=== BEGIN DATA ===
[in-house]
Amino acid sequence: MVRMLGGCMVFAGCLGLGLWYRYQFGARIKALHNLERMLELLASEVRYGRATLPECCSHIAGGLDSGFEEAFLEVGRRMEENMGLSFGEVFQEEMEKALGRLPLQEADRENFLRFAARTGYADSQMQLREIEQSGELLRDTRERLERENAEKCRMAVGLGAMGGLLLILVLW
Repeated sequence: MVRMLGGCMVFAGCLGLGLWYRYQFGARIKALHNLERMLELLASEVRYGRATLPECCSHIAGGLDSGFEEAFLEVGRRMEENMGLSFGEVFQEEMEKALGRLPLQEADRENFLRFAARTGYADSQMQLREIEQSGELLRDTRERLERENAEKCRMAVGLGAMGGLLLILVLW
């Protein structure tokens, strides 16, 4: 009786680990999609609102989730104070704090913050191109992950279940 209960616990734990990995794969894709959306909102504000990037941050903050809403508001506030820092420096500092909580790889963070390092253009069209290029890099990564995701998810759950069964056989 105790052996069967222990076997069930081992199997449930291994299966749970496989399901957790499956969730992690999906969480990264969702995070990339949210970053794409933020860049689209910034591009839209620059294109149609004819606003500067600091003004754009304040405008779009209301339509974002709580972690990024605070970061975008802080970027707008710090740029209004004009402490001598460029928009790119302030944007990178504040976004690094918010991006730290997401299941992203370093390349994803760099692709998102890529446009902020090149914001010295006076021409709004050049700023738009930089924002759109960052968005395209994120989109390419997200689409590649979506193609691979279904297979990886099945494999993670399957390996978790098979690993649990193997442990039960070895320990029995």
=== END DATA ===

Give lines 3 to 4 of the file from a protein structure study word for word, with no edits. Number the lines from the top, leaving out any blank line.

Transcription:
Repeated sequence: MVRMLGGCMVFAGCLGLGLWYRYQFGARIKALHNLERMLELLASEVRYGRATLPECCSHIAGGLDSGFEEAFLEVGRRMEENMGLSFGEVFQEEMEKALGRLPLQEADRENFLRFAARTGYADSQMQLREIEQSGELLRDTRERLERENAEKCRMAVGLGAMGGLLLILVLW
């Protein structure tokens, strides 16, 4: 009786680990999609609102989730104070704090913050191109992950279940 209960616990734990990995794969894709959306909102504000990037941050903050809403508001506030820092420096500092909580790889963070390092253009069209290029890099990564995701998810759950069964056989 105790052996069967222990076997069930081992199997449930291994299966749970496989399901957790499956969730992690999906969480990264969702995070990339949210970053794409933020860049689209910034591009839209620059294109149609004819606003500067600091003004754009304040405008779009209301339509974002709580972690990024605070970061975008802080970027707008710090740029209004004009402490001598460029928009790119302030944007990178504040976004690094918010991006730290997401299941992203370093390349994803760099692709998102890529446009902020090149914001010295006076021409709004050049700023738009930089924002759109960052968005395209994120989109390419997200689409590649979506193609691979279904297979990886099945494999993670399957390996978790098979690993649990193997442990039960070895320990029995």